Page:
Assessing the Performance of Local Government
Stevens, Philip Andrew, National Institute Economic Review
We consider the measurement of performance in the public sector in general, focussing on local government and the provision of library services by English local authorities in particular. We will consider two methodologies that assess the performance of local authorities in terms of the efficiency with which they provide services and consider methods that allow us to account for exogenous influences on performance, such as the socio-economic profile of the population served by the authority. We find that although both methods' results appear similar, the implications for potential cost savings vary widely. Omitting to account for background factors leads to an overstatement of the level of inefficiency and hence the scope for reducing expenditure.
Keywords: local government; efficiency; SFA; DEA JEL classification: D20, H40, L32
The performance of the public sector is always an issue that attracts interest. There are two reasons for this; one is its size and the other the services it provides. The public sector represents a sizable proportion of the economy, and it is getting bigger. According to OECD figures quoted in the Financial Times (22/03/05), the share of general government spending in GDP is forecast to rise from 37.5 per cent in 2000 to 45.2 per cent in 2006. Moreover, any inefficiency is likely to have a major impact upon the nation's welfare.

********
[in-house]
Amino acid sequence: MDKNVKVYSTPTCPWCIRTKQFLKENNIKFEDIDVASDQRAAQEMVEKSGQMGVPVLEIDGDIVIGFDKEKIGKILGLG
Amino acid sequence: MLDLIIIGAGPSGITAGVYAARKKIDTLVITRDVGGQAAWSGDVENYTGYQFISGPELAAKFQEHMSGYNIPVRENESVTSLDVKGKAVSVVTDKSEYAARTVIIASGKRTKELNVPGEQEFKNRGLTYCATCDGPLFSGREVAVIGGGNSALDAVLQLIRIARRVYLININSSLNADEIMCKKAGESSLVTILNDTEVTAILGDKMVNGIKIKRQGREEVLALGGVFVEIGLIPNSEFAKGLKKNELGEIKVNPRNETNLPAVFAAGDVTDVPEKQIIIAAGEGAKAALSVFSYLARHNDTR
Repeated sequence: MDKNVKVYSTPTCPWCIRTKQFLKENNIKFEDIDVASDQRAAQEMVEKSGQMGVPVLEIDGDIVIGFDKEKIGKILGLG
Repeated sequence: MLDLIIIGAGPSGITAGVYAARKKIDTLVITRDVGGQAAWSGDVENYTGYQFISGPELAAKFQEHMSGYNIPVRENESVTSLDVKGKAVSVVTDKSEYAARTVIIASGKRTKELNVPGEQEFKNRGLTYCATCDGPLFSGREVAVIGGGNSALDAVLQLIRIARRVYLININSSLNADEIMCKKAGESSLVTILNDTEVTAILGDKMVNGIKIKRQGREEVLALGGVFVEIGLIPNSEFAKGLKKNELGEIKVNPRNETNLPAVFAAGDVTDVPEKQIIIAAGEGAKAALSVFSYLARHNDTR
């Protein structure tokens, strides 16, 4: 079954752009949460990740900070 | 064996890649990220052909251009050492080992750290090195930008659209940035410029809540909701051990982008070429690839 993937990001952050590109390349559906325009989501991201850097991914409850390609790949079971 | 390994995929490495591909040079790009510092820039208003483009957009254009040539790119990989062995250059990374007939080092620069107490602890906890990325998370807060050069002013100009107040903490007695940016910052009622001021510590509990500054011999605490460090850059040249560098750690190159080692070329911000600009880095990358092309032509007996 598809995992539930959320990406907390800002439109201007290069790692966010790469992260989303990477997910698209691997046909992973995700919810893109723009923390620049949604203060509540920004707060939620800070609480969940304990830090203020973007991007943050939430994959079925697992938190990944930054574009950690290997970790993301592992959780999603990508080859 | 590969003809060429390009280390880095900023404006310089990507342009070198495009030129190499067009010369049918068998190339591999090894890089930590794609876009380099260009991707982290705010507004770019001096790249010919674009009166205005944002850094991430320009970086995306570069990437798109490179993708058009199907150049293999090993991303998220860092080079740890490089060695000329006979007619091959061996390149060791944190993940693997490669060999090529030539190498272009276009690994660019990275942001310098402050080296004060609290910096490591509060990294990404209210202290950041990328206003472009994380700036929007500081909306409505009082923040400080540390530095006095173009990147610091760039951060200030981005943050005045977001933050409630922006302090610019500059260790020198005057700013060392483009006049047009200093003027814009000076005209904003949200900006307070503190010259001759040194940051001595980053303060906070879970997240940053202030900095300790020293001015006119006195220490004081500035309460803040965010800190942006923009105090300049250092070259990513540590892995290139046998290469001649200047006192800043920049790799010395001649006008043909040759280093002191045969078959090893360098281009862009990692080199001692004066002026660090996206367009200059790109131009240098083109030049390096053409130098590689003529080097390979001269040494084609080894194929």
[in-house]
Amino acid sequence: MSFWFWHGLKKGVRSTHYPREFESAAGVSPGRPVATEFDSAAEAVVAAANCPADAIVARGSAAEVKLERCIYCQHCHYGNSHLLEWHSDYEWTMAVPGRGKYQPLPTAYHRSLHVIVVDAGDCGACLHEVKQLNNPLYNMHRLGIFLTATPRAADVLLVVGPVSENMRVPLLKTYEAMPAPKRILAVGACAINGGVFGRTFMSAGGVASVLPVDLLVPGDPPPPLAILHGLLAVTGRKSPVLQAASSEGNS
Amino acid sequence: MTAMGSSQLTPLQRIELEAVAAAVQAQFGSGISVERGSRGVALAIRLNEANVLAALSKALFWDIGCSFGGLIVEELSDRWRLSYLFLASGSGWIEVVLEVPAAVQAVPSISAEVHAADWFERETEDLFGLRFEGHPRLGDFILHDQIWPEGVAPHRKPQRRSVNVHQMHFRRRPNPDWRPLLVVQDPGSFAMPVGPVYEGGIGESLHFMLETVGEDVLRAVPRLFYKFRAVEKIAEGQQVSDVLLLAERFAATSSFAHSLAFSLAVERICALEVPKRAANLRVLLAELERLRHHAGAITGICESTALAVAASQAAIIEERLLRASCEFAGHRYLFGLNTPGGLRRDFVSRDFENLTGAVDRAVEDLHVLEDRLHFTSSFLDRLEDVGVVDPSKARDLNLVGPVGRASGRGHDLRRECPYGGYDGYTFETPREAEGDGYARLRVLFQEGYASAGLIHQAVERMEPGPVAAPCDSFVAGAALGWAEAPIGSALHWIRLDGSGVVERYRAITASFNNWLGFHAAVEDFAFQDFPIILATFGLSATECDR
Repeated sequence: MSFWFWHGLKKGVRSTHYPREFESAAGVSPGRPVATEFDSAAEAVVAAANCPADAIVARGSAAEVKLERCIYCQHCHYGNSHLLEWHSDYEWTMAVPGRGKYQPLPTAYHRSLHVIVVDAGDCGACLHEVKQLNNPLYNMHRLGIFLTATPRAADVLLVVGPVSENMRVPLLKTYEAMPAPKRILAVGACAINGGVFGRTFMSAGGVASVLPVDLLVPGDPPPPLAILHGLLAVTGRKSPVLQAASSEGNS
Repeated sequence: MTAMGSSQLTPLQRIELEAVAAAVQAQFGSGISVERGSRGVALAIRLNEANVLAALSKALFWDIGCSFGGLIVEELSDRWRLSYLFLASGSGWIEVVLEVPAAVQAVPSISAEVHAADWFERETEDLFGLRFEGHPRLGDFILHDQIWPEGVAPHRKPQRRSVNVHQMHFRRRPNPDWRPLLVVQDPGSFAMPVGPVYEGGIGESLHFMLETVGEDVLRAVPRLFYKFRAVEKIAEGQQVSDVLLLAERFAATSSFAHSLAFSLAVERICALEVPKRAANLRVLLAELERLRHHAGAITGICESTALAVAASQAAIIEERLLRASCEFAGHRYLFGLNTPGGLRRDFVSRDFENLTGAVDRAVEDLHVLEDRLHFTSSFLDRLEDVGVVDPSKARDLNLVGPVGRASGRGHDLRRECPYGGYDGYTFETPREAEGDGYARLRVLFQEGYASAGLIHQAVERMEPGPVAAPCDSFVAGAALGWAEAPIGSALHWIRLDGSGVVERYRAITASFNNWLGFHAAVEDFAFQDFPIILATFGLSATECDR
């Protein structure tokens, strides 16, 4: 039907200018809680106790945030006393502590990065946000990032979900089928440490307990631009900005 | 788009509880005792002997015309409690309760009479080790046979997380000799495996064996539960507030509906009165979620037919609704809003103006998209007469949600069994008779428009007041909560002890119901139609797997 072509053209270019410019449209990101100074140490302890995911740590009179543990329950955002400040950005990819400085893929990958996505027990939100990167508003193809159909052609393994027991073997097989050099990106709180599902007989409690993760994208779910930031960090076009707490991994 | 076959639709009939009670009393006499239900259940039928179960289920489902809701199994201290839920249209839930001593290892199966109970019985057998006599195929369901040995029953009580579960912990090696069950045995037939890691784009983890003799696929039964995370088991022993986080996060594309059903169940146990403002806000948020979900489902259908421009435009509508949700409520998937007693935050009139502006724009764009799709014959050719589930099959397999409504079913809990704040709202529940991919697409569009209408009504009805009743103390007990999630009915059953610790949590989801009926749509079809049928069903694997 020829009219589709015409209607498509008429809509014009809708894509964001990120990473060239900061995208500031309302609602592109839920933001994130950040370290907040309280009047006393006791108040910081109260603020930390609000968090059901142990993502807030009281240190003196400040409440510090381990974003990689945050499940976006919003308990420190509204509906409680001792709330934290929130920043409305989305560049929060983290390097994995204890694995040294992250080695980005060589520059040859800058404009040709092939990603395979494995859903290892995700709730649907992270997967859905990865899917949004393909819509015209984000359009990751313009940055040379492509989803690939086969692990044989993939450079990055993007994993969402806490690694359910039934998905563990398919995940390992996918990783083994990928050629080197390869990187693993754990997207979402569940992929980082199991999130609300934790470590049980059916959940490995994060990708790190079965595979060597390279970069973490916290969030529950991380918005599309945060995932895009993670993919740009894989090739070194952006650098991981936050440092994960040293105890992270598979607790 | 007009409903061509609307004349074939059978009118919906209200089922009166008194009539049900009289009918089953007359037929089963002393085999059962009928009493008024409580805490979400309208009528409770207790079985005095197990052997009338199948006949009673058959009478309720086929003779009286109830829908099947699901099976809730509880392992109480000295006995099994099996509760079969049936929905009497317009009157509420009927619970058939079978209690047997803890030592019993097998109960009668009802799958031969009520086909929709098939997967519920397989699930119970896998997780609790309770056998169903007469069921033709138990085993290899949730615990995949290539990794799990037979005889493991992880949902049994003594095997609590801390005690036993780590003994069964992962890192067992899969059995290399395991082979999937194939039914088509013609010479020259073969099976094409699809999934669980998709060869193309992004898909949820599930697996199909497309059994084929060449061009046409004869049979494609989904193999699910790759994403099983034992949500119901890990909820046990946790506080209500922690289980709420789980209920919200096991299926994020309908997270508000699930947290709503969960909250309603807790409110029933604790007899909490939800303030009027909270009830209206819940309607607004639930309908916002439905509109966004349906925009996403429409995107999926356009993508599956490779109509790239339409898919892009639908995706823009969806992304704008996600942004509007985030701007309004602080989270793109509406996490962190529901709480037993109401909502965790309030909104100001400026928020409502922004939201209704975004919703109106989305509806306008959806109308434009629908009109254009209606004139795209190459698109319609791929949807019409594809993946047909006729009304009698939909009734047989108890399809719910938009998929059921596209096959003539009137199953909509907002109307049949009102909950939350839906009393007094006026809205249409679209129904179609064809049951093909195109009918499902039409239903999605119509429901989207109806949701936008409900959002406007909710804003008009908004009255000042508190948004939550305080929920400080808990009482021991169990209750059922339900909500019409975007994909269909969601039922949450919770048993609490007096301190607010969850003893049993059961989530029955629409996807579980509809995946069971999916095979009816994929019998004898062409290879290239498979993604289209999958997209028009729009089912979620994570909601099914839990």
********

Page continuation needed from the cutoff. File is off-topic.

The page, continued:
Education, policing and the like affect the whole of society and the vulnerable in particular. Crime affects the poor disproportionately, partly because the wealthy can move to safer areas or purchase security measures. The private sector often cannot be relied on to produce these services efficiently and/or equitably. Indeed, it is precisely because of this that many services are provided or at least financed by the public sector. The difficulties in the measurement of the output and performance of the public sector arise in great part for the very same reasons that the services are in the public sector in the first place.